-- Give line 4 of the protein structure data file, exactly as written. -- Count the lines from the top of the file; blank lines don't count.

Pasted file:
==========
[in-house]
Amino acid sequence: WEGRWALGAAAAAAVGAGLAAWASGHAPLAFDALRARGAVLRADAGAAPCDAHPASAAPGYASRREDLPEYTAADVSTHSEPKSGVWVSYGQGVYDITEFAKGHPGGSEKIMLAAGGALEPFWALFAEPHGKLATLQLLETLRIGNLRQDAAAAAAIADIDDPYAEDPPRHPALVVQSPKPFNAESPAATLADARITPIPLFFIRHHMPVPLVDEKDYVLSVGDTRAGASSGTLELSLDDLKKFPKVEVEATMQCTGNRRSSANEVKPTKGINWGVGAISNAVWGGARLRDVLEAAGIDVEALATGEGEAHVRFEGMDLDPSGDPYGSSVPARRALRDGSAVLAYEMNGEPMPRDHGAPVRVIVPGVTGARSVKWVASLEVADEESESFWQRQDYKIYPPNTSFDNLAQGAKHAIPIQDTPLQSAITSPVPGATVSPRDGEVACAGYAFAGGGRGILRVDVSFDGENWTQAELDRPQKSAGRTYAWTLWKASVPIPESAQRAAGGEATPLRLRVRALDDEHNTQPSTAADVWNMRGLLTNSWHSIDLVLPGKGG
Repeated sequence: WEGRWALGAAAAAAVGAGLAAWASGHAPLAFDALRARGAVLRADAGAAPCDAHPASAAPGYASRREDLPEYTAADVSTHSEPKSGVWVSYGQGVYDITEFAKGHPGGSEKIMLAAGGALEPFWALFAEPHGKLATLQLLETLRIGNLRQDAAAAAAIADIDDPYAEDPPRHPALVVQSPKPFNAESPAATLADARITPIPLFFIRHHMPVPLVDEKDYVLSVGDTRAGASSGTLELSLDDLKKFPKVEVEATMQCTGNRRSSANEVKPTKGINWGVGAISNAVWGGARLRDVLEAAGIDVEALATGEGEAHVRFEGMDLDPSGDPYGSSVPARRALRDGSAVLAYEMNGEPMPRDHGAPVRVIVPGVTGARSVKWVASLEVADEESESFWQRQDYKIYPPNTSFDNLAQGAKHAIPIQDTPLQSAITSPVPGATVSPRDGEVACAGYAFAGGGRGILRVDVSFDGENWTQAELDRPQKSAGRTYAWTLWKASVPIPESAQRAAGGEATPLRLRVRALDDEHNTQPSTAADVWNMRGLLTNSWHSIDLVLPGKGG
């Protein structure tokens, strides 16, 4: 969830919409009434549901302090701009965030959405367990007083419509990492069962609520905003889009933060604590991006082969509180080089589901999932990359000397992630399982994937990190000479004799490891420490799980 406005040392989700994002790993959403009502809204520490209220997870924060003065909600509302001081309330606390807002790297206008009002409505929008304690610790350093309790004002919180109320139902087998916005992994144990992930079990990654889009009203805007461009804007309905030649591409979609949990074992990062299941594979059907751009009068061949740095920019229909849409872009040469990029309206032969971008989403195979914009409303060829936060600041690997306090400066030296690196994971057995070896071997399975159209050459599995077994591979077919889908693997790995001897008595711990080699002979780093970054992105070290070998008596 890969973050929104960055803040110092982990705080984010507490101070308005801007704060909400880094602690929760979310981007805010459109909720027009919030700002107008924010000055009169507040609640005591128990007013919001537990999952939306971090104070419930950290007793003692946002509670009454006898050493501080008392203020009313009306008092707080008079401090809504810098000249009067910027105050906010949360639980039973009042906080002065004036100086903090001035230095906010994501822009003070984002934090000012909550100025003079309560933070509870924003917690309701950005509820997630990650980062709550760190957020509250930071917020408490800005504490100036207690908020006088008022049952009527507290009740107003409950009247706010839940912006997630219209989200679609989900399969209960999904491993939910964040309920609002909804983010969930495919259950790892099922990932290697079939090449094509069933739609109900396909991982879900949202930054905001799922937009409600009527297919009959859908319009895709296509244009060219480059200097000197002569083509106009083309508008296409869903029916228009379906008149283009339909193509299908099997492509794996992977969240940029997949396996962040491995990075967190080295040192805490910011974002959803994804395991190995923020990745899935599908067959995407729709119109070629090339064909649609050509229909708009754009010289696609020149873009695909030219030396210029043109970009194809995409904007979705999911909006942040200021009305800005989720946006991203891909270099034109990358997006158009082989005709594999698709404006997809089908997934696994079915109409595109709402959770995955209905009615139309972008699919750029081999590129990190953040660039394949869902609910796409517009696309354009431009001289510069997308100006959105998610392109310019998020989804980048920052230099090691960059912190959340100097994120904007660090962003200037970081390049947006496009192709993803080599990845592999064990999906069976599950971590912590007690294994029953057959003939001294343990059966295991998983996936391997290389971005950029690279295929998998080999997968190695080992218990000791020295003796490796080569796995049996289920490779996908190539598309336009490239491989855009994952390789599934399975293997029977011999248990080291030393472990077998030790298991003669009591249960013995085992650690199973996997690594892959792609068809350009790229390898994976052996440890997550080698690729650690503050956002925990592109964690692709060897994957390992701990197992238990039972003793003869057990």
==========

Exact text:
């Protein structure tokens, strides 16, 4: 969830919409009434549901302090701009965030959405367990007083419509990492069962609520905003889009933060604590991006082969509180080089589901999932990359000397992630399982994937990190000479004799490891420490799980 406005040392989700994002790993959403009502809204520490209220997870924060003065909600509302001081309330606390807002790297206008009002409505929008304690610790350093309790004002919180109320139902087998916005992994144990992930079990990654889009009203805007461009804007309905030649591409979609949990074992990062299941594979059907751009009068061949740095920019229909849409872009040469990029309206032969971008989403195979914009409303060829936060600041690997306090400066030296690196994971057995070896071997399975159209050459599995077994591979077919889908693997790995001897008595711990080699002979780093970054992105070290070998008596 890969973050929104960055803040110092982990705080984010507490101070308005801007704060909400880094602690929760979310981007805010459109909720027009919030700002107008924010000055009169507040609640005591128990007013919001537990999952939306971090104070419930950290007793003692946002509670009454006898050493501080008392203020009313009306008092707080008079401090809504810098000249009067910027105050906010949360639980039973009042906080002065004036100086903090001035230095906010994501822009003070984002934090000012909550100025003079309560933070509870924003917690309701950005509820997630990650980062709550760190957020509250930071917020408490800005504490100036207690908020006088008022049952009527507290009740107003409950009247706010839940912006997630219209989200679609989900399969209960999904491993939910964040309920609002909804983010969930495919259950790892099922990932290697079939090449094509069933739609109900396909991982879900949202930054905001799922937009409600009527297919009959859908319009895709296509244009060219480059200097000197002569083509106009083309508008296409869903029916228009379906008149283009339909193509299908099997492509794996992977969240940029997949396996962040491995990075967190080295040192805490910011974002959803994804395991190995923020990745899935599908067959995407729709119109070629090339064909649609050509229909708009754009010289696609020149873009695909030219030396210029043109970009194809995409904007979705999911909006942040200021009305800005989720946006991203891909270099034109990358997006158009082989005709594999698709404006997809089908997934696994079915109409595109709402959770995955209905009615139309972008699919750029081999590129990190953040660039394949869902609910796409517009696309354009431009001289510069997308100006959105998610392109310019998020989804980048920052230099090691960059912190959340100097994120904007660090962003200037970081390049947006496009192709993803080599990845592999064990999906069976599950971590912590007690294994029953057959003939001294343990059966295991998983996936391997290389971005950029690279295929998998080999997968190695080992218990000791020295003796490796080569796995049996289920490779996908190539598309336009490239491989855009994952390789599934399975293997029977011999248990080291030393472990077998030790298991003669009591249960013995085992650690199973996997690594892959792609068809350009790229390898994976052996440890997550080698690729650690503050956002925990592109964690692709060897994957390992701990197992238990039972003793003869057990």